28 March 2008

All the World's Stages

Yesterday I went to a play at Angers' newest theatre, Le Quai. It's a very modern building on the other side of the river from the castle, and it's a nice venue. Why did I go to a play? Because yesterday morning my translation teacher opened the class with "I have two tickets to a play tonight. It's gotten good reviews. Free to whoever wants them." So I volunteered to take them off his hands :) The first friend I encountered who could go was Katie from Ireland, so we went together.

The play is called Derniers remords avant l'oubli (Last Regrets Before Oblivion), and it's basically a play-length character study, mostly in monologue. The plot is simple: two guys and a girl had bought a house together when they were lovers, and now, years later, one of the guys is still living there. The other guy and the girl come back with their respective spouses, and try to convince the stubborn guy that they should sell. So it's all discussions and arguments, and it was really well done. It may sound like a rather depressing set-up, but it was really funny. My favorite character was the husband of the girl, who was the most constant comic relief. He's the type who misspeaks a lot and doesn't like silence, so he rambled on and on in a really funny way. The best scene was between him and the other guy's wife, who obviously was quite comfortable with silence. Have you ever been to a play that seemed to go really fast? The type where you look at your watch when it ends and are surprised to discover that an hour and a half had already gone past... it was that kind of play.

The theatre itself was unlike anything I'd seen. Stadium seating that was quite steep, so everyone had a good view. The entire thing, walls, ceiling and floor, was black. The main "room" of the set was created by light alone. The set was a table with two chairs, an armchair, and one more chair. The garden was a triangle of stones in the corner of the "room." So it crunched when they had to walk on it, and every so often stones would leave their border.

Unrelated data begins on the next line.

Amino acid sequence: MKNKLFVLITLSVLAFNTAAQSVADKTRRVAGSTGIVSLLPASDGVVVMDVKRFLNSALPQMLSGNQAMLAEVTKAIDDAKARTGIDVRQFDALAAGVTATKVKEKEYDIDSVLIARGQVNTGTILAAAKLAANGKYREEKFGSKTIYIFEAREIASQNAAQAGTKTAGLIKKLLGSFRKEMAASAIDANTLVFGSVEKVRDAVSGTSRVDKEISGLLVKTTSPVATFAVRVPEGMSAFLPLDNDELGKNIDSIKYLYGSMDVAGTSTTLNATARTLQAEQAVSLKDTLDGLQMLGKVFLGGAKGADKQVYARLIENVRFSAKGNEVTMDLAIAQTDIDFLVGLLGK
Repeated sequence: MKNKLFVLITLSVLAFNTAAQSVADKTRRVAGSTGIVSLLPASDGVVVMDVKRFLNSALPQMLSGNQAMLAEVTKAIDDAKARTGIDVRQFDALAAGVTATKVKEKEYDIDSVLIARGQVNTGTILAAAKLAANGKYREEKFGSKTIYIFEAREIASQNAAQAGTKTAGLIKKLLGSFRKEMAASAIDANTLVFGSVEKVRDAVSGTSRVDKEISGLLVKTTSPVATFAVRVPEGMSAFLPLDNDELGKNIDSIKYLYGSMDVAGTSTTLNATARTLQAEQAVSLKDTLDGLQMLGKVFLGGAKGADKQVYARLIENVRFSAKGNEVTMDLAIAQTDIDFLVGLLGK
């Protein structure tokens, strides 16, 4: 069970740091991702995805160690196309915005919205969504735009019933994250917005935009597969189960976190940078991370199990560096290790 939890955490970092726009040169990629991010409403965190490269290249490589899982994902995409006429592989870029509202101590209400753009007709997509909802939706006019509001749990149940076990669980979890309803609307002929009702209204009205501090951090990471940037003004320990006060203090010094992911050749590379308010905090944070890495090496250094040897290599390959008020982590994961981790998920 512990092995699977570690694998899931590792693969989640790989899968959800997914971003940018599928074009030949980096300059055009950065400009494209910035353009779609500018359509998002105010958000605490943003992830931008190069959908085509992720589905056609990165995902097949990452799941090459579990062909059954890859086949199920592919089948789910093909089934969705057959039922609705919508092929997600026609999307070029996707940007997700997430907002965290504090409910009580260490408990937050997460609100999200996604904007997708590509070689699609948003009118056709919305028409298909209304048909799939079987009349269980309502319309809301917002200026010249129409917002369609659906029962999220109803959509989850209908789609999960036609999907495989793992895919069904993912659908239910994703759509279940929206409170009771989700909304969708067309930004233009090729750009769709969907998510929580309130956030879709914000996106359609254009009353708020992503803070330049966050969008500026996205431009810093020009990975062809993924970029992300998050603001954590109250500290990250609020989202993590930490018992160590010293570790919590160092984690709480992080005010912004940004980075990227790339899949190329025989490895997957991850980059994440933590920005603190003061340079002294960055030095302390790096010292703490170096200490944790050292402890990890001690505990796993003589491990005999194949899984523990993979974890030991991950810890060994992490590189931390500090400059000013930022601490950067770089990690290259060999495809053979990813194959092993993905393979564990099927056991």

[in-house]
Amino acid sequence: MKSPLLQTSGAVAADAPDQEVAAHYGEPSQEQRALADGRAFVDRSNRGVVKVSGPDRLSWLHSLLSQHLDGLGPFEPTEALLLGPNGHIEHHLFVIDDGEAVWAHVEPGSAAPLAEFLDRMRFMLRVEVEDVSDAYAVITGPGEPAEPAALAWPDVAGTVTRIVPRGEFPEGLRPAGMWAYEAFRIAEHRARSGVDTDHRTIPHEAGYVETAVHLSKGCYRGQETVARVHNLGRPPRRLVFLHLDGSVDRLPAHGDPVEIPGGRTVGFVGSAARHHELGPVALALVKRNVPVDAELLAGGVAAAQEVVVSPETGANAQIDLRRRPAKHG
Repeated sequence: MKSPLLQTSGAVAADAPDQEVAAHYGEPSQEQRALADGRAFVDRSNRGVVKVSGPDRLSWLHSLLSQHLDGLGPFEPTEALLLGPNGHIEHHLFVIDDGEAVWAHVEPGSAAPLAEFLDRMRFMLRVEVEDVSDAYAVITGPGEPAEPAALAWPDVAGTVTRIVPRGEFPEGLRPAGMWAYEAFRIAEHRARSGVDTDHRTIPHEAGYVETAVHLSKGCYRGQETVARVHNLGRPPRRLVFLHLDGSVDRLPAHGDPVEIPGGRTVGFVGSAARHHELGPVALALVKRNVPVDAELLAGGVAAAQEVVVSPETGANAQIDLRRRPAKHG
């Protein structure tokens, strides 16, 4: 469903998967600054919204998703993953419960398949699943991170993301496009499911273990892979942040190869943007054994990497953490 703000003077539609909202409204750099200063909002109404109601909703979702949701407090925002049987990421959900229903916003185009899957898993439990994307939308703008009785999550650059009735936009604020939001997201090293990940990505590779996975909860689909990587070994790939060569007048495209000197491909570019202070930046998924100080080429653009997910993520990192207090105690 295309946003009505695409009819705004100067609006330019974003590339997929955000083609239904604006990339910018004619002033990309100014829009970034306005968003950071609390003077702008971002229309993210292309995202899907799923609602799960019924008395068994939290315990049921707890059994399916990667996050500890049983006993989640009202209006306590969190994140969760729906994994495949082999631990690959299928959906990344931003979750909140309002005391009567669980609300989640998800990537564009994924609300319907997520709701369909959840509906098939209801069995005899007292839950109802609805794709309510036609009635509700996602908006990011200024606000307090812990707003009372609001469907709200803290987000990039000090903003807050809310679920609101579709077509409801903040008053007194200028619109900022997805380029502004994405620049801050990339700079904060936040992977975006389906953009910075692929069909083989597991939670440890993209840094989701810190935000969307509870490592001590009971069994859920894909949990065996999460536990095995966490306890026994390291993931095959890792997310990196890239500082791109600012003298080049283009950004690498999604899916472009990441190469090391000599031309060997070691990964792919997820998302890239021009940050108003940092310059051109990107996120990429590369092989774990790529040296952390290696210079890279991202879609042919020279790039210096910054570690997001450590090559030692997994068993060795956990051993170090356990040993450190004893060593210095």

My favorite thing, actually, was the way the play was written to include the audience. Some lines were addressed directly to the audience, "You don't know him, but I can assure you that he's stubborn," then to the character, "You are SO stubborn." Like that. It brought us closer and made us appreciate it more, I think. At one point, someone in the audience sneezed and the actor paused his monologue to say "Bless you."

The only "problem" was that the play (and long curtain call) ended about five minutes before my bus was going to pass: my choice was 9:58 or 11:15, so I really wanted to make it! Katie and I speed-walked up the hill to the castle, but saw the bus pass by when I was about hundred yards away. So I got to walk home, which takes 45 minutes. Oh well. I gave the empty streets of Angers a nice long lip-sync concert of an iPod playlist as I walked.

Today is a very businessy day. My inbox is packed, I have train tickets to buy, homework to do, grocery shopping to fit in, and choir practice at the end of it all. If you, unlike me, have time on your hands, there's plenty of new procrastination material at my other blog, Procrastination, Made Simple. Enjoy!

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